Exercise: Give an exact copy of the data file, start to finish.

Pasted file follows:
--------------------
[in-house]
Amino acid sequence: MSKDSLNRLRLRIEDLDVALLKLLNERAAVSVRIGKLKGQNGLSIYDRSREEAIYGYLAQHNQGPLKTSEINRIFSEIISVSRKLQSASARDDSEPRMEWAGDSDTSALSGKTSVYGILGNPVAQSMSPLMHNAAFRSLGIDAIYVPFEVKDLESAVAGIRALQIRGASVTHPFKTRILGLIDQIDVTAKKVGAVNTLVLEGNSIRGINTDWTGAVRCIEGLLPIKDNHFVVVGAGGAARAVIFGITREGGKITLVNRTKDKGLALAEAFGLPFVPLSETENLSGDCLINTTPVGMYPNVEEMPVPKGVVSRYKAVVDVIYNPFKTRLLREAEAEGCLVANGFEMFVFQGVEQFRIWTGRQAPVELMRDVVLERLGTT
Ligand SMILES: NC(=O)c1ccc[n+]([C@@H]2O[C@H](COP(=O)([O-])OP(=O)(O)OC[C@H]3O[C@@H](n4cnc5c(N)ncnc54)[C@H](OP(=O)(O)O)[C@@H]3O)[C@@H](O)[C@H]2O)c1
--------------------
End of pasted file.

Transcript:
[in-house]
Amino acid sequence: MSKDSLNRLRLRIEDLDVALLKLLNERAAVSVRIGKLKGQNGLSIYDRSREEAIYGYLAQHNQGPLKTSEINRIFSEIISVSRKLQSASARDDSEPRMEWAGDSDTSALSGKTSVYGILGNPVAQSMSPLMHNAAFRSLGIDAIYVPFEVKDLESAVAGIRALQIRGASVTHPFKTRILGLIDQIDVTAKKVGAVNTLVLEGNSIRGINTDWTGAVRCIEGLLPIKDNHFVVVGAGGAARAVIFGITREGGKITLVNRTKDKGLALAEAFGLPFVPLSETENLSGDCLINTTPVGMYPNVEEMPVPKGVVSRYKAVVDVIYNPFKTRLLREAEAEGCLVANGFEMFVFQGVEQFRIWTGRQAPVELMRDVVLERLGTT
Ligand SMILES: NC(=O)c1ccc[n+]([C@@H]2O[C@H](COP(=O)([O-])OP(=O)(O)OC[C@H]3O[C@@H](n4cnc5c(N)ncnc54)[C@H](OP(=O)(O)O)[C@@H]3O)[C@@H](O)[C@H]2O)c1